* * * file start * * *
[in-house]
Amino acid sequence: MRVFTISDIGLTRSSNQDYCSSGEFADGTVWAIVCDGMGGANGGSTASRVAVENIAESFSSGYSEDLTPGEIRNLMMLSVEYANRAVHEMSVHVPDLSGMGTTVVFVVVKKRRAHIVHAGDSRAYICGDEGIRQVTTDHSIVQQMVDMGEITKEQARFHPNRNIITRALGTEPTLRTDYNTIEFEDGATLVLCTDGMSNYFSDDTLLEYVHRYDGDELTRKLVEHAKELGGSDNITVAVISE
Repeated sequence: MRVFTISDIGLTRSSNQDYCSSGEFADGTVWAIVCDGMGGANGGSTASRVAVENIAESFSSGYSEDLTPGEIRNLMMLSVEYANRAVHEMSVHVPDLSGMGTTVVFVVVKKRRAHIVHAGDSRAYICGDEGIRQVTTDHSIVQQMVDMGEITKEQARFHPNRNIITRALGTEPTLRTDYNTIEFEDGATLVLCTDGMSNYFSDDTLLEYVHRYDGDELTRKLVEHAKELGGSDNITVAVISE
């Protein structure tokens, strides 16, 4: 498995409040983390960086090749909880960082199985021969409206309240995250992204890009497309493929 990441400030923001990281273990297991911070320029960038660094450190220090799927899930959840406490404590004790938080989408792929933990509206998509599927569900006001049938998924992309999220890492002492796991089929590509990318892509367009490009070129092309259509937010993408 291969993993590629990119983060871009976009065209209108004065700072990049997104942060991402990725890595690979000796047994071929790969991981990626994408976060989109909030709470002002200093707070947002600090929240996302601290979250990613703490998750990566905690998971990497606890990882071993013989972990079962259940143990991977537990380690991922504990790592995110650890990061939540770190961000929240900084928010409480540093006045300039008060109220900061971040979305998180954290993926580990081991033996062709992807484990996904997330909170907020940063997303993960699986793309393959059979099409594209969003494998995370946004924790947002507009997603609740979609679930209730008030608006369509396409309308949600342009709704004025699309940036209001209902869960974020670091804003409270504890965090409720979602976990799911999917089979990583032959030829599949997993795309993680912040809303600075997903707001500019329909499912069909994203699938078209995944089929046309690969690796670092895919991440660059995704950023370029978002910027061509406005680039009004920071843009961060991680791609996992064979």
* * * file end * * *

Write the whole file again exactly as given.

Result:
[in-house]
Amino acid sequence: MRVFTISDIGLTRSSNQDYCSSGEFADGTVWAIVCDGMGGANGGSTASRVAVENIAESFSSGYSEDLTPGEIRNLMMLSVEYANRAVHEMSVHVPDLSGMGTTVVFVVVKKRRAHIVHAGDSRAYICGDEGIRQVTTDHSIVQQMVDMGEITKEQARFHPNRNIITRALGTEPTLRTDYNTIEFEDGATLVLCTDGMSNYFSDDTLLEYVHRYDGDELTRKLVEHAKELGGSDNITVAVISE
Repeated sequence: MRVFTISDIGLTRSSNQDYCSSGEFADGTVWAIVCDGMGGANGGSTASRVAVENIAESFSSGYSEDLTPGEIRNLMMLSVEYANRAVHEMSVHVPDLSGMGTTVVFVVVKKRRAHIVHAGDSRAYICGDEGIRQVTTDHSIVQQMVDMGEITKEQARFHPNRNIITRALGTEPTLRTDYNTIEFEDGATLVLCTDGMSNYFSDDTLLEYVHRYDGDELTRKLVEHAKELGGSDNITVAVISE
């Protein structure tokens, strides 16, 4: 498995409040983390960086090749909880960082199985021969409206309240995250992204890009497309493929 990441400030923001990281273990297991911070320029960038660094450190220090799927899930959840406490404590004790938080989408792929933990509206998509599927569900006001049938998924992309999220890492002492796991089929590509990318892509367009490009070129092309259509937010993408 291969993993590629990119983060871009976009065209209108004065700072990049997104942060991402990725890595690979000796047994071929790969991981990626994408976060989109909030709470002002200093707070947002600090929240996302601290979250990613703490998750990566905690998971990497606890990882071993013989972990079962259940143990991977537990380690991922504990790592995110650890990061939540770190961000929240900084928010409480540093006045300039008060109220900061971040979305998180954290993926580990081991033996062709992807484990996904997330909170907020940063997303993960699986793309393959059979099409594209969003494998995370946004924790947002507009997603609740979609679930209730008030608006369509396409309308949600342009709704004025699309940036209001209902869960974020670091804003409270504890965090409720979602976990799911999917089979990583032959030829599949997993795309993680912040809303600075997903707001500019329909499912069909994203699938078209995944089929046309690969690796670092895919991440660059995704950023370029978002910027061509406005680039009004920071843009961060991680791609996992064979």